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Is Pilea a Good Plant for a Beginner?

There was a time when Pilea had the unfortunate reputation of being a fussy plant. It might have been a victim of its own popularity. The plant was (and still is) so trendy on social media, that its popularity skyrocketed overnight, and so did its price (if you were lucky enough to find one for sale.)

Something so expensive has to be high maintenance, right? Fortunately, that’s not the case with Pilea plants. And even though it came down in price, mostly due to the laws of supply and demand, there’s still this misconception floating around that Pilea plants are not the most newbie-friendly plant.

We’re here to disprove this myth and talk about four different reasons why Pilea is the perfect plant for a beginner.

why is my pilea not growing

1. Pilea plants don’t need a lot of light.

The three main factors that influence a plant’s wellbeing are soil, water and light. If something goes wrong with the first two, it’s easier to fix. You can always adjust your watering schedule and amend the soil. However, light is the one factor that’s hard to tweak. After all, you can’t easily change the orientation of your house according to where the sun shines, or the placement of your windows.

Luckily for novice plant parents, your Pilea doesn’t require too much light. That’s not to say it will thrive in a dark corner. But compared to sun-soakers such as succulents, cacti, oxalis and marantas, Pilea plants are low-maintenance flatmates. They prefer bright indirect light, which is found in front of west-facing and east-facing windows, and a couple of feet back from south-facing windows.

An easy way to check the light in your home is by putting your hand 2-3 inches away from the wall near the light source. If your palm casts a soft shadow, then you’ve got bright indirect sunlight. If the shadow cast by your hand is dark and has a well-defined contour, then you have bright direct sunlight, which is too intense for your Pilea. Avoid placing this plant in a south-facing window, which usually gets the strongest and most direct light. In the Northern hemisphere summer, in particular, this will be too much for almost all plants except for the toughest succulents and cacti. You can find more information about the best light for your Pilea in this guide.

2. Pilea plants don’t need frequent watering.

When it comes to watering schedules, Pilea is a forgiving houseplant. This makes it a perfect choice for beginners, especially if you lean on the forgetful side of the plant-parenting spectrum.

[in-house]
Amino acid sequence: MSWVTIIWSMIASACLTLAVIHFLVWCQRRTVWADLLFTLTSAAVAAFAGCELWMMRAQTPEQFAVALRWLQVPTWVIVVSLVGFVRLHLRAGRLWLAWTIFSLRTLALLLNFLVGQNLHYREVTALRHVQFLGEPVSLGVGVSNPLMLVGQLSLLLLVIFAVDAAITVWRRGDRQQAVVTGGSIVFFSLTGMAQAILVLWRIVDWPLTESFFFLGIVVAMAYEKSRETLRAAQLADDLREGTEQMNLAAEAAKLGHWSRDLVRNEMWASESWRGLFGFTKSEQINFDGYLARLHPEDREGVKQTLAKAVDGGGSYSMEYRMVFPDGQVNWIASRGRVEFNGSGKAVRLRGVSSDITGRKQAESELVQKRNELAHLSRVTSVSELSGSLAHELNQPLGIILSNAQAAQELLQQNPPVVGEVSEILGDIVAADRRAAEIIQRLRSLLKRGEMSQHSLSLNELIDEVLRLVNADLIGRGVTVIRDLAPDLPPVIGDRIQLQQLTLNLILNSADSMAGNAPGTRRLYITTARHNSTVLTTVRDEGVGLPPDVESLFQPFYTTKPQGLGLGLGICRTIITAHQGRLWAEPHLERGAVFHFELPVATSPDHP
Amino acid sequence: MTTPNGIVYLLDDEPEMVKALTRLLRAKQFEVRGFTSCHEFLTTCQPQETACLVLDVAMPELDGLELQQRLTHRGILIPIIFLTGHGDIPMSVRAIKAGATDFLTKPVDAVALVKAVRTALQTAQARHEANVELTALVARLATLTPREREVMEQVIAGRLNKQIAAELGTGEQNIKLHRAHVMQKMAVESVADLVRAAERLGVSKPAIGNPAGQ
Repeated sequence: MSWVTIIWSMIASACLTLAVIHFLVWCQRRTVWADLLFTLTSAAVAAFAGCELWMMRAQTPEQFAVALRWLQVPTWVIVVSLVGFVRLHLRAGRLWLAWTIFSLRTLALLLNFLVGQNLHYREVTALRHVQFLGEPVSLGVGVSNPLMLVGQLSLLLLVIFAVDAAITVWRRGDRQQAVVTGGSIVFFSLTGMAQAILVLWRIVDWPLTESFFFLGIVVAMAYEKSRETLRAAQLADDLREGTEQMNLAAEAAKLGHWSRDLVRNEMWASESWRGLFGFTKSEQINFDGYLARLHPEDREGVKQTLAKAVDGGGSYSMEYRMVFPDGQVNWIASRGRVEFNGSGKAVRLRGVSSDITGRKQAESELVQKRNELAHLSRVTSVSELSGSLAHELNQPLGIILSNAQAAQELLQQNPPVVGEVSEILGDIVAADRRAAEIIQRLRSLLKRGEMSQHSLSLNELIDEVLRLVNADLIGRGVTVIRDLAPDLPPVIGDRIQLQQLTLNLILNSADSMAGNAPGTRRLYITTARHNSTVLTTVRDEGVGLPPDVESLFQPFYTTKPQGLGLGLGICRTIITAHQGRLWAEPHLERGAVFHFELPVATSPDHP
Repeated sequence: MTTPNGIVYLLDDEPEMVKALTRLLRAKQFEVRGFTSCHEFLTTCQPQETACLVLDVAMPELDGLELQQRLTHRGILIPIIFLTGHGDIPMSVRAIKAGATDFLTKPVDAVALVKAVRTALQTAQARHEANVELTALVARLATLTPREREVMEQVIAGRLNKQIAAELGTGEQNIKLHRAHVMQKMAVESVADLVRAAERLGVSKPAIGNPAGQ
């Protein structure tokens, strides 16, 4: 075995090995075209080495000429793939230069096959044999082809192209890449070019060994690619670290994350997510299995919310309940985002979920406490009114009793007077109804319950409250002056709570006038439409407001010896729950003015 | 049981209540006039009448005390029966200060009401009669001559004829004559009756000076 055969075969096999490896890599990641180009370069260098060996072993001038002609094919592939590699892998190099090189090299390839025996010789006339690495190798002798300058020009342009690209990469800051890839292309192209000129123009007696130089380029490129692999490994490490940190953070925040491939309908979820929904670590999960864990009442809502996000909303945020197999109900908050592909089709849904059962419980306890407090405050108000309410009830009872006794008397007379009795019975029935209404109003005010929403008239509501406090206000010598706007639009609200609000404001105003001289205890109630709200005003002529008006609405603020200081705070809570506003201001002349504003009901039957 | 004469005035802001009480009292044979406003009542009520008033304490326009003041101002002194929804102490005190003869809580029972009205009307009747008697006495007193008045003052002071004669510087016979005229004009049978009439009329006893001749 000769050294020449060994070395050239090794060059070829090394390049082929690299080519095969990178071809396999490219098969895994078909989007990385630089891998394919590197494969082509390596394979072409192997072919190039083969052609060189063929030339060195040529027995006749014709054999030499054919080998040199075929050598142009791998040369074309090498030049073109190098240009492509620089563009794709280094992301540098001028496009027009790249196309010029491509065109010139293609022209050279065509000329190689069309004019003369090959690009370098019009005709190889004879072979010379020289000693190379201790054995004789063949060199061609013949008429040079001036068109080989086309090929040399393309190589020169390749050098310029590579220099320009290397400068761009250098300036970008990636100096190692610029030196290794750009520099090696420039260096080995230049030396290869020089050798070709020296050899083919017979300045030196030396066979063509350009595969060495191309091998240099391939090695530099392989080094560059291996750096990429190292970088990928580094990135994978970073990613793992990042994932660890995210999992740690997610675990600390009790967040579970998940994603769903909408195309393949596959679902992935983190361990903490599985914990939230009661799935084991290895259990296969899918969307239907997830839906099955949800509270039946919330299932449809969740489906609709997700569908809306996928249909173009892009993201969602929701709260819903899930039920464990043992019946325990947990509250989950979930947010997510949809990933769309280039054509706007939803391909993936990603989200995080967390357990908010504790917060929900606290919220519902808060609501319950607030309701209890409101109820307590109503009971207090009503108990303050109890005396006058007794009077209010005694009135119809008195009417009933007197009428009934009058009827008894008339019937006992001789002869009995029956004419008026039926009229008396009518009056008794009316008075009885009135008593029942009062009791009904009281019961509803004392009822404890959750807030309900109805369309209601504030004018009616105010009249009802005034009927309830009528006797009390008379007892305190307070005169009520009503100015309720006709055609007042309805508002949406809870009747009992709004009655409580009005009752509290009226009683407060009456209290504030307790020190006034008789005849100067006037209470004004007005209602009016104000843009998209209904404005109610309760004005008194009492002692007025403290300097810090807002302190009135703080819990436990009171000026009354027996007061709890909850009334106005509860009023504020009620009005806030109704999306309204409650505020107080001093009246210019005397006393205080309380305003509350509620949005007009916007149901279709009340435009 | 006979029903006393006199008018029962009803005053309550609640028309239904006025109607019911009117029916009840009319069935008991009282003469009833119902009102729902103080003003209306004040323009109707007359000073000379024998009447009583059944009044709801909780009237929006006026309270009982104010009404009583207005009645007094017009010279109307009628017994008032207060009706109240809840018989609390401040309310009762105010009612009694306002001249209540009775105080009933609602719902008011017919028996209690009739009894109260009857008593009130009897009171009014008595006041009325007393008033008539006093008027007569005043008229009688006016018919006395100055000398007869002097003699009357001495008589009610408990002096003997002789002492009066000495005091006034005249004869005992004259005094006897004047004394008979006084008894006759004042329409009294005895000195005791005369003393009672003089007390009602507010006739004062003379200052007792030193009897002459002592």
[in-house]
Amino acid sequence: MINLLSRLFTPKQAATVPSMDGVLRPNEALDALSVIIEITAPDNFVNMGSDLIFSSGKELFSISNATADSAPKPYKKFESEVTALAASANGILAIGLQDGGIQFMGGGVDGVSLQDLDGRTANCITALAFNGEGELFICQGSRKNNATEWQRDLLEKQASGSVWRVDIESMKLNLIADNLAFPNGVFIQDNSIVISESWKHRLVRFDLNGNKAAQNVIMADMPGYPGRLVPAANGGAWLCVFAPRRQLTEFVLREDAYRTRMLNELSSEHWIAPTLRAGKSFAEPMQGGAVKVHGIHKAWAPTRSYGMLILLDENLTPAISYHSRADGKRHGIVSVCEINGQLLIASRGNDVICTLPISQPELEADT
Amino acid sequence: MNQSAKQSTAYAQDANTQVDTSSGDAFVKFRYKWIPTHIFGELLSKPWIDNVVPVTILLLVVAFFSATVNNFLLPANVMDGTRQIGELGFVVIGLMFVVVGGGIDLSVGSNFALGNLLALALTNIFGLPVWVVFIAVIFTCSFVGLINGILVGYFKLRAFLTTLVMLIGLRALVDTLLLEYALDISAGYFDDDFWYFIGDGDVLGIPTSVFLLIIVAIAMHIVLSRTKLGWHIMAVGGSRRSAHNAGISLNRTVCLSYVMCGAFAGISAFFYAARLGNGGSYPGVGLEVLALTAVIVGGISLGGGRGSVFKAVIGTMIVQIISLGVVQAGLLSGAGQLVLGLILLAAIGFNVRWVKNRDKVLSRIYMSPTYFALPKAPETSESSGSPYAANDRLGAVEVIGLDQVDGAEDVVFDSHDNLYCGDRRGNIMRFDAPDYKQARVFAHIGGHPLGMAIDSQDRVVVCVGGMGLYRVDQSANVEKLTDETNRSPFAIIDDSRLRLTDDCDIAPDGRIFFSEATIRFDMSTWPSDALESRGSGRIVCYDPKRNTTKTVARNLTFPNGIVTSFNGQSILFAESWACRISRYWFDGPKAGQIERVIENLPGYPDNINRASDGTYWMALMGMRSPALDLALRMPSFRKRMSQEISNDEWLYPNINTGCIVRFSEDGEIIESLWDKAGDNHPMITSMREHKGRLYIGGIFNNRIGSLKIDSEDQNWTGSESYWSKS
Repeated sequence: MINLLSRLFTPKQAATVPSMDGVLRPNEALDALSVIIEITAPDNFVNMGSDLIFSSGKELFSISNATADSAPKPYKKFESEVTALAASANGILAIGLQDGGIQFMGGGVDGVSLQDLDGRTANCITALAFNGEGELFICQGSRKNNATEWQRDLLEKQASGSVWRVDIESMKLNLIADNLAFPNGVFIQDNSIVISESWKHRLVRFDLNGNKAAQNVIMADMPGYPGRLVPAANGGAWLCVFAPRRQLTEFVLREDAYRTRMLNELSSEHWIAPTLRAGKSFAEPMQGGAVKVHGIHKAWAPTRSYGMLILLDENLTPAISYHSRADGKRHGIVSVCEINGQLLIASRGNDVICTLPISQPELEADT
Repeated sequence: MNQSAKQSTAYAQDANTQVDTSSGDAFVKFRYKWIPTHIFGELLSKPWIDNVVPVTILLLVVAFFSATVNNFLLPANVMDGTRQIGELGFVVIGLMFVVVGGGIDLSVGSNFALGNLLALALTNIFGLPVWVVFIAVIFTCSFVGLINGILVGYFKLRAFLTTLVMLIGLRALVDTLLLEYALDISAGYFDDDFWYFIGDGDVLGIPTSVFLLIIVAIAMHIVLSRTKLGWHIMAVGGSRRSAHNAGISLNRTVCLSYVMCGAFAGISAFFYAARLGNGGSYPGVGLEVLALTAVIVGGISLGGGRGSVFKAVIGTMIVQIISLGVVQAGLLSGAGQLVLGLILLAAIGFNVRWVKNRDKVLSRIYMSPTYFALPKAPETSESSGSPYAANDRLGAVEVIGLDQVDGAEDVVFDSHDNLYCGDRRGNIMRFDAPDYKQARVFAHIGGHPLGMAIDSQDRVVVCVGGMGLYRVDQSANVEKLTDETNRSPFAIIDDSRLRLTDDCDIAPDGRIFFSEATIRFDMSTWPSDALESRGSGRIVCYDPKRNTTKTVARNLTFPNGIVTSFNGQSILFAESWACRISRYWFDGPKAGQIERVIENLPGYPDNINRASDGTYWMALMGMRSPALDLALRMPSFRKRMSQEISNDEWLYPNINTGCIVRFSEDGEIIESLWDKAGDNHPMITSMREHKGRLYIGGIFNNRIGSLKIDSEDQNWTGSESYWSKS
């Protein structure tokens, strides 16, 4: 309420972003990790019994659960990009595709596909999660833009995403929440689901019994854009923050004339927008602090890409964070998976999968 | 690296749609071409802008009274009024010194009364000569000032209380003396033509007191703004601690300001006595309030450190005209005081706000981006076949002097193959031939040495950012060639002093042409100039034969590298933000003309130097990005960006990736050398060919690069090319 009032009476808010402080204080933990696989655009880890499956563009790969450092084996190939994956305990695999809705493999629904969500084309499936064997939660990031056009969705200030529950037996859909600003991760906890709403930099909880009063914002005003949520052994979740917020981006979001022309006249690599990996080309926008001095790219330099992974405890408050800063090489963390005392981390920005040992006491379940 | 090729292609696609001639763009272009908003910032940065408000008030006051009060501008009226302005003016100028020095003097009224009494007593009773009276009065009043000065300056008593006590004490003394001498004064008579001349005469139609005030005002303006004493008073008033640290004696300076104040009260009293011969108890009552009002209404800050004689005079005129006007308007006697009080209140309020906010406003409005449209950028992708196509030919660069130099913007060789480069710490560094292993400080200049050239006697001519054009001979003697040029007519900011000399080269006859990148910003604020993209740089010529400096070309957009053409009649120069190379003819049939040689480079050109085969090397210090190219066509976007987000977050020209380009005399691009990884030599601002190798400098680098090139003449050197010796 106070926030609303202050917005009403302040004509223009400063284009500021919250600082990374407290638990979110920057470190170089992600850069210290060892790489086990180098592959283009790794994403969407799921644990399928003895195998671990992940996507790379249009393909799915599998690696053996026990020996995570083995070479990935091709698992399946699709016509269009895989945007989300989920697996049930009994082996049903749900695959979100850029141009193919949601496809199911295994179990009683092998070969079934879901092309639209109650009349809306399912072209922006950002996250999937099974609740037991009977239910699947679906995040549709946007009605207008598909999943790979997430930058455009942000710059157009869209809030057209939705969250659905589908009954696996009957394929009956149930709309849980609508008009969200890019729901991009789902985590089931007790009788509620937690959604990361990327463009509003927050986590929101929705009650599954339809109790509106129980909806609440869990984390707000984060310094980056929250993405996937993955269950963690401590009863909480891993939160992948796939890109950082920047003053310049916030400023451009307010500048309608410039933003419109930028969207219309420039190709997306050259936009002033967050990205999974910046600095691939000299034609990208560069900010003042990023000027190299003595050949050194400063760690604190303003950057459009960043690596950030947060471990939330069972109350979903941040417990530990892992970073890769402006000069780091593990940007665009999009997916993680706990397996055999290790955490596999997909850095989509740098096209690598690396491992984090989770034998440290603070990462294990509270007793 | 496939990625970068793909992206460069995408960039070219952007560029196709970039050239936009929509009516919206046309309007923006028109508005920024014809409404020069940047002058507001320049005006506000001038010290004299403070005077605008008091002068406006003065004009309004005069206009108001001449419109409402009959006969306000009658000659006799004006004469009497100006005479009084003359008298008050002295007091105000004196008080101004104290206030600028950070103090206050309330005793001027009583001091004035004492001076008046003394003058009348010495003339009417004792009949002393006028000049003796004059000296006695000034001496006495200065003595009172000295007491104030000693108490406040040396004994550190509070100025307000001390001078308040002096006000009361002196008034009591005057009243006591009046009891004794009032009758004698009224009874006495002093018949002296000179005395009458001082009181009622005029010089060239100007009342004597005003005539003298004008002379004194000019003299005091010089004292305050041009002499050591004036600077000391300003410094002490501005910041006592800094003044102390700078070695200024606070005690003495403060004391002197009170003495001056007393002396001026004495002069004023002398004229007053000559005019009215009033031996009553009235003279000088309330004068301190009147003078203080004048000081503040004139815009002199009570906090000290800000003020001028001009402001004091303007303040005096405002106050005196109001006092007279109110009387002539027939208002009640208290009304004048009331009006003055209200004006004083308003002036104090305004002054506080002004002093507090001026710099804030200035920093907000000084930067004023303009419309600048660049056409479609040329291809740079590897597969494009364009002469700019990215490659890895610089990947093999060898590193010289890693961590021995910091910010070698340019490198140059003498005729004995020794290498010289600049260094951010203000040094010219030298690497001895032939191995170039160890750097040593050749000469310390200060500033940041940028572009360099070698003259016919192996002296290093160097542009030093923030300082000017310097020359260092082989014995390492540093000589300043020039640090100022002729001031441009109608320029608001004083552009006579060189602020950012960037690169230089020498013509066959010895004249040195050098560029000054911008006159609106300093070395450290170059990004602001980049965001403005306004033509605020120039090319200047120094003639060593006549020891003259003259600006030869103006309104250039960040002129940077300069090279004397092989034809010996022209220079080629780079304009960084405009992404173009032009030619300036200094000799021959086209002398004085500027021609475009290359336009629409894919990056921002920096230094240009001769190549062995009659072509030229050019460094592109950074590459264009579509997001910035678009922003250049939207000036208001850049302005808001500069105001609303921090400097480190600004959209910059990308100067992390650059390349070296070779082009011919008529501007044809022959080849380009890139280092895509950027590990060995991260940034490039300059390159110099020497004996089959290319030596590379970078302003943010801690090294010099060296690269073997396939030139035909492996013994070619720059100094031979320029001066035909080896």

There is no one-size-fits-all advice for watering, so the best thing you can do is observe your Pilea and your environment for clues of what works best. As a general rule, your plant will need water when the soil around the roots is dry. To tell if it’s time to water it, you can poke your finger or a chopstick into soil about two inches deep. If the soil feels dry to the touch, then your Pilea is letting you know it’s thirsty.

It’s better to err on the side of underwatering your Pilea, rather than overwatering, as too much moisture retention at root level can lead to leaf loss and root rot. We promise it’s not a hard plant to adjust to. Have a look at our in-depth guide to watering your Pilea.

3. Pilea plants are easy to propagate.

Pilea is a generous plant and very easy to propagate, even for a newbie. Ask anyone who’s ever started with one plant, only to end up with an entire Pilea family over the course of a year. Pilea does not like to be an only child, that’s for sure.

Once your Pilea reaches maturity, it will start producing babies in the form of small plantlets that pop up on the surface of the soil. You can easily remove these Pilea pups. Using your fingers, follow the new pup into the soil, and try to grab as much of the stem as possible. Then cut it off using a sharp knife or a pair of scissors. Try to also get as much of its stem as you can grab. Gently rinse the newly removed Pilea baby and place it in water. You can keep it in water forever, or transplant it into soil once it has a more robust root structure.

4. You only need to repot your Pilea once a year.

There are a few popular houseplants that require frequent repotting due to how fast they grow, with monstera deliciosa and fiddle-leaf figs as the most common examples.

On the other hand, Pilea only requires one repotting a year. This is because Pilea stays relatively compact throughout its growth and doesn’t develop a thick root structure. You won’t see a Pilea bursting out of its pot or overspilling onto your shelves in a matter of months. As we’ve mentioned in our previous point, if your Pilea is happy, it will grow baby plants that you can easily remove, which also reduces the need for frequent repotting.

Because repotting promotes plant growth and your Pilea will sprout new Pilea pups once it’s in fresh soil, we recommend you repot in spring or early summer. This is not something that the plant should waste energy on before it slows down in the fall.

However, if you notice that your Pilea has become root bound, is drying out too quickly, or has visibly outgrown its current pot, you can still also repot it in early fall. You can move your Pilea to a slightly larger container (about 1-2 inches larger in diameter).

If you’re new at this keeping houseplants business, and you’re thinking of getting a Pilea plant, we think you’ll do just fine. You have what it takes to care for a Pilea, and if you have any questions, get on our mailing list and we’ll send you tips and guides on how to make your plant baby happy.

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